The incidence of human immunodeficiency virus (HIV) infection remains high
among women in sub-Saharan Africa. We evaluated the safety and efficacy of extended
use of a vaginal ring containing dapivirine for the prevention of HIV infection
in 1959 healthy, sexually active women, 18 to 45 years of age, from seven communities
in South Africa and Uganda.
In this randomized, double-blind, placebo-controlled, phase 3 trial, we randomly
assigned participants in a 2:1 ratio to receive vaginal rings containing either 25 mg
of dapivirine or placebo. Participants inserted the rings themselves every 4 weeks
for up to 24 months. The primary efficacy end point was the rate of HIV type 1
A total of 77 participants in the dapivirine group underwent HIV-1 seroconversion
during 1888 person-years of follow-up (4.1 seroconversions per 100 person-years),
as compared with 56 in the placebo group who underwent HIV-1 seroconversion
during 917 person-years of follow-up (6.1 seroconversions per 100 person-years).
The incidence of HIV-1 infection was 31% lower in the dapivirine group than in
the placebo group (hazard ratio, 0.69; 95% confidence interval [CI], 0.49 to 0.99; P = 0.04). There was no significant difference in efficacy of the dapivirine ring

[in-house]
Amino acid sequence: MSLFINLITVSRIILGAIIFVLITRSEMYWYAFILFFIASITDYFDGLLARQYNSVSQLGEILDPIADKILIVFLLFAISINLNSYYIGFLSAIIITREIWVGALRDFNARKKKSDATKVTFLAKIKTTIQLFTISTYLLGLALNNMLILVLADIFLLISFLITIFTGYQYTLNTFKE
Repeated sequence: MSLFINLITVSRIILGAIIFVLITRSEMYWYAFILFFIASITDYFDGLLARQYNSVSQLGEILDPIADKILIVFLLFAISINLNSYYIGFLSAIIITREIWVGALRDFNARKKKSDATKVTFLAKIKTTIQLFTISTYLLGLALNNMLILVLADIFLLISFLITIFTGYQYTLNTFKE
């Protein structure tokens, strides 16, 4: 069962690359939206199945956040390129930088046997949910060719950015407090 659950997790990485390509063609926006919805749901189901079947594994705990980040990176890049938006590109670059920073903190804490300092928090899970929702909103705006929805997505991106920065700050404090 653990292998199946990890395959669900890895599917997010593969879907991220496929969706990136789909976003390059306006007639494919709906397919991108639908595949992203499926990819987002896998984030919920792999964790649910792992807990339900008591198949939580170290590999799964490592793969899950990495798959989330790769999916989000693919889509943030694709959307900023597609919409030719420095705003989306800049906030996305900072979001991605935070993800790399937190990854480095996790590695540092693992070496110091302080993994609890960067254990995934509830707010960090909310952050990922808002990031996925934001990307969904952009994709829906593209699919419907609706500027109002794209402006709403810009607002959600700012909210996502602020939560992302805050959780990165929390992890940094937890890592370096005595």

among women older than 21 years of age (hazard ratio for infection, 0.63; 95% CI,
0.41 to 0.97) and those 21 years of age or younger (hazard ratio, 0.85; 95% CI, 0.45
to 1.60; P = 0.43 for treatment-by-age interaction). Among participants with HIV-1
infection, nonnucleoside reverse-transcriptase inhibitor resistance mutations were
detected in 14 of 77 participants in the dapivirine group (18.2%) and in 9 of 56
(16.1%) in the placebo group. Serious adverse events occurred more often in the
dapivirine group (in 38 participants [2.9%]) than in the placebo group (in 6 [0.9%]).
However, no clear pattern was identified.
Among women in sub-Saharan Africa, the dapivirine ring was not associated with
any safety concerns and was associated with a rate of acquisition of HIV-1 infection
that was lower than the rate with placebo.
||Supported by the International Partnership for Microbicides
(a not-for-profit product-development partnership), which receives
support from the Bill and Melinda Gates Foundation,
Irish Aid, the Ministry of Foreign Affairs of Denmark, the Ministry
of Foreign Affairs of the Netherlands, the Norwegian
Agency for Development Cooperation, the U.K. Department for
International Development, the American people through the
U.S. Agency for International Development, and the President’s
Emergency Plan for AIDS Relief.
||Nel, A, Van Niekerk, S, Kapiga, S, Bekker, L-G, Gama, C, Gill, K, Kamali,
A, Kotze, P, Louw, C, Mabude, Z, Miti, N, Kusemererwa, S, Tempelman,
H, Carstens, H, Devlin, B, Isaacs, M, Malherbe, M, Mans, W, Nuttall, J, Russell,
M, Ntshele, S, Smit, M, Solai, L, Spence, P. Steytler, J, Windle, K, Borremans, M, Resseler, S. Van Roey, J. Parys, W. Vangeneugden, T, Van Baelen, B & Rosenberg, Z 2016, ‘Safety and efficacy of a dapivirine vaginal ring for HIV prevention in women', New England Journal of Medicine, vol. 375, no. 22, pp. 2133-2143.